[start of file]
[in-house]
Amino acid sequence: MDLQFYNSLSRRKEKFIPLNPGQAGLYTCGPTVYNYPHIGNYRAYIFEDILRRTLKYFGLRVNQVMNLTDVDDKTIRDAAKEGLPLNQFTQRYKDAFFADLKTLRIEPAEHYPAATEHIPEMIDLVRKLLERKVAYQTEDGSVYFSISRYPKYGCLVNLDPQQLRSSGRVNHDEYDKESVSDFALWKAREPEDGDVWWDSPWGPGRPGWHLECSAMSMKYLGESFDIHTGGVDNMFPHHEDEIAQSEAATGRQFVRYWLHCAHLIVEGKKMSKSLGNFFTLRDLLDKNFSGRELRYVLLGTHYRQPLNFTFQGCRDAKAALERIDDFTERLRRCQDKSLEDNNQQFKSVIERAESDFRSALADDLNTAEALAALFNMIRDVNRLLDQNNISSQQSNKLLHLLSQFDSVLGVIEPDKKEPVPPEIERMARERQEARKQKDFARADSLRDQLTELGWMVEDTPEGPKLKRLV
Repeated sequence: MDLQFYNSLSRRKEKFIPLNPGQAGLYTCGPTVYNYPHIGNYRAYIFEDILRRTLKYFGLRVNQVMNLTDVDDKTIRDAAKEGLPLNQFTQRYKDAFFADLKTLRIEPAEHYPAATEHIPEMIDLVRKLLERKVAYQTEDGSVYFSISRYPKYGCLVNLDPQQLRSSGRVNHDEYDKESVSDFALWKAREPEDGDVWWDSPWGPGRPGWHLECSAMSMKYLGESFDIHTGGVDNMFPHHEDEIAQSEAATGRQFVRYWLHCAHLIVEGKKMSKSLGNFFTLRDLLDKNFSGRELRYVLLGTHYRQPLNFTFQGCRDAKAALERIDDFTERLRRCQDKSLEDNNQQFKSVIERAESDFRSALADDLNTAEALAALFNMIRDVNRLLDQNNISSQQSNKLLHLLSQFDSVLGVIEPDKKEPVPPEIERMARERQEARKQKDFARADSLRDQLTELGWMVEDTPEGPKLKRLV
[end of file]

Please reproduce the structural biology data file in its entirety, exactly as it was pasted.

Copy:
[in-house]
Amino acid sequence: MDLQFYNSLSRRKEKFIPLNPGQAGLYTCGPTVYNYPHIGNYRAYIFEDILRRTLKYFGLRVNQVMNLTDVDDKTIRDAAKEGLPLNQFTQRYKDAFFADLKTLRIEPAEHYPAATEHIPEMIDLVRKLLERKVAYQTEDGSVYFSISRYPKYGCLVNLDPQQLRSSGRVNHDEYDKESVSDFALWKAREPEDGDVWWDSPWGPGRPGWHLECSAMSMKYLGESFDIHTGGVDNMFPHHEDEIAQSEAATGRQFVRYWLHCAHLIVEGKKMSKSLGNFFTLRDLLDKNFSGRELRYVLLGTHYRQPLNFTFQGCRDAKAALERIDDFTERLRRCQDKSLEDNNQQFKSVIERAESDFRSALADDLNTAEALAALFNMIRDVNRLLDQNNISSQQSNKLLHLLSQFDSVLGVIEPDKKEPVPPEIERMARERQEARKQKDFARADSLRDQLTELGWMVEDTPEGPKLKRLV
Repeated sequence: MDLQFYNSLSRRKEKFIPLNPGQAGLYTCGPTVYNYPHIGNYRAYIFEDILRRTLKYFGLRVNQVMNLTDVDDKTIRDAAKEGLPLNQFTQRYKDAFFADLKTLRIEPAEHYPAATEHIPEMIDLVRKLLERKVAYQTEDGSVYFSISRYPKYGCLVNLDPQQLRSSGRVNHDEYDKESVSDFALWKAREPEDGDVWWDSPWGPGRPGWHLECSAMSMKYLGESFDIHTGGVDNMFPHHEDEIAQSEAATGRQFVRYWLHCAHLIVEGKKMSKSLGNFFTLRDLLDKNFSGRELRYVLLGTHYRQPLNFTFQGCRDAKAALERIDDFTERLRRCQDKSLEDNNQQFKSVIERAESDFRSALADDLNTAEALAALFNMIRDVNRLLDQNNISSQQSNKLLHLLSQFDSVLGVIEPDKKEPVPPEIERMARERQEARKQKDFARADSLRDQLTELGWMVEDTPEGPKLKRLV